Video: Barry Freedland’s robots create his art for him
One of Barry Freedland's drawing robots Purchase photo reprints »
If an artist employs studio assistants (Michelangelo) or relies on an assembly line (Andy Warhol), can he still legitimately claim authorship of his work? Williamsburg artist Barry Freedland, who carries the disengagement of the creator from his creation a step further by building machines to create art for him, further muddies the metaphysical question of authorship by incorporating some aspect of his physical presence into those machines. One of his robots, for example, is programmed to stamp his thumbprint repeatedly around a sheet of paper. While Freedland thus does not actually create the resulting “drawing,” his singular genetic code is an inextricable part of it. Similarly, in the case of “Multitasking,” Freedland’s current exhibit at A.P.E. Gallery in Northampton, six “drawing” robots are simultaneously set to work composing multiple, painstakingly detailed drawings that the artist could not otherwise create on his own. At the same time that the machine allows him to transcend his physical limitations, however, his bodily presence remains embedded in it in the form of the stylus — a prosthetic hand cast from his own.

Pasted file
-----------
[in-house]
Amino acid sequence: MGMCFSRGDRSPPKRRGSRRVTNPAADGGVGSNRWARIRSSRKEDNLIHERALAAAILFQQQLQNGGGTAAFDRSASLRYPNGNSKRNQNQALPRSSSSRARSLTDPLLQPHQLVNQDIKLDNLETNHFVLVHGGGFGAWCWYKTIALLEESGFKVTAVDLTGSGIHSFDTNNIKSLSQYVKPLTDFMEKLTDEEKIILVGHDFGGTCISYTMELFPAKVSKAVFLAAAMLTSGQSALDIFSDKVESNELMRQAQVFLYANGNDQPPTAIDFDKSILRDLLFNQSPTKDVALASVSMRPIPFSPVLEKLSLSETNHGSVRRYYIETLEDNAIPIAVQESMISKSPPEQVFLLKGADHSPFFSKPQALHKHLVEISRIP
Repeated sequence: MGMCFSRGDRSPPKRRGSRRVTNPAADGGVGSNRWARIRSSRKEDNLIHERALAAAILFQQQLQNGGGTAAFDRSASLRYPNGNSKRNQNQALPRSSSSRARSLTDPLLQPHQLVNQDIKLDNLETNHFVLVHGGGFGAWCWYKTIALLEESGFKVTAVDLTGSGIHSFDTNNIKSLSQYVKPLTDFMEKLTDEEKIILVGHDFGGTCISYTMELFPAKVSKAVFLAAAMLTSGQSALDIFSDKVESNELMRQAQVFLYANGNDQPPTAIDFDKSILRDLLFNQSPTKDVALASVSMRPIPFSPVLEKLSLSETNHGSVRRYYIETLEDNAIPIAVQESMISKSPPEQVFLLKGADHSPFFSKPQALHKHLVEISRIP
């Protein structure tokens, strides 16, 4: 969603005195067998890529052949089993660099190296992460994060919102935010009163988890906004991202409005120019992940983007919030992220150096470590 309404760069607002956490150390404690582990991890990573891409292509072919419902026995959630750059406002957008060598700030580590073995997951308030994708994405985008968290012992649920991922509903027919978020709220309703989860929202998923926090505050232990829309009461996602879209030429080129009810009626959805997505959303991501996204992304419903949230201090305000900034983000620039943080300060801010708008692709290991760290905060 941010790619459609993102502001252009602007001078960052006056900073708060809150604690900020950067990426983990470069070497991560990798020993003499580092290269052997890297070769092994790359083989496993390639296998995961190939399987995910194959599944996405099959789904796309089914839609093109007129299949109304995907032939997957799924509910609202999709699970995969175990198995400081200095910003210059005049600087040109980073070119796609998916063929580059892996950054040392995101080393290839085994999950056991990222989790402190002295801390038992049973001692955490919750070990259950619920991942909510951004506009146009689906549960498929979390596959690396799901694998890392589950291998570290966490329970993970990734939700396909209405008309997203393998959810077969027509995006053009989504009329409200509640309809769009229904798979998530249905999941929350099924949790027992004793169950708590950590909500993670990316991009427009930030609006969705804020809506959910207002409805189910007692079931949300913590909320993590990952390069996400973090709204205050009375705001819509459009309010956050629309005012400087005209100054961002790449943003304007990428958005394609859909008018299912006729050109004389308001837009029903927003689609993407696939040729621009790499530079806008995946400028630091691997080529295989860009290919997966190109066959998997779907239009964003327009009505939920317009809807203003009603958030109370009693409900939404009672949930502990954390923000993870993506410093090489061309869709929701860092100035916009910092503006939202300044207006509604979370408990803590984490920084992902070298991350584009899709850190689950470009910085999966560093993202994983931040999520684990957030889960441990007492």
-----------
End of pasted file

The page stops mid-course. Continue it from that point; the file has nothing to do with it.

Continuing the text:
Hours at A.P.E. at 126 Main St. in Northampton are Fri.,12-8, and Tues.-Sun., 12-5. The exhibit continues through June 12. 586-5553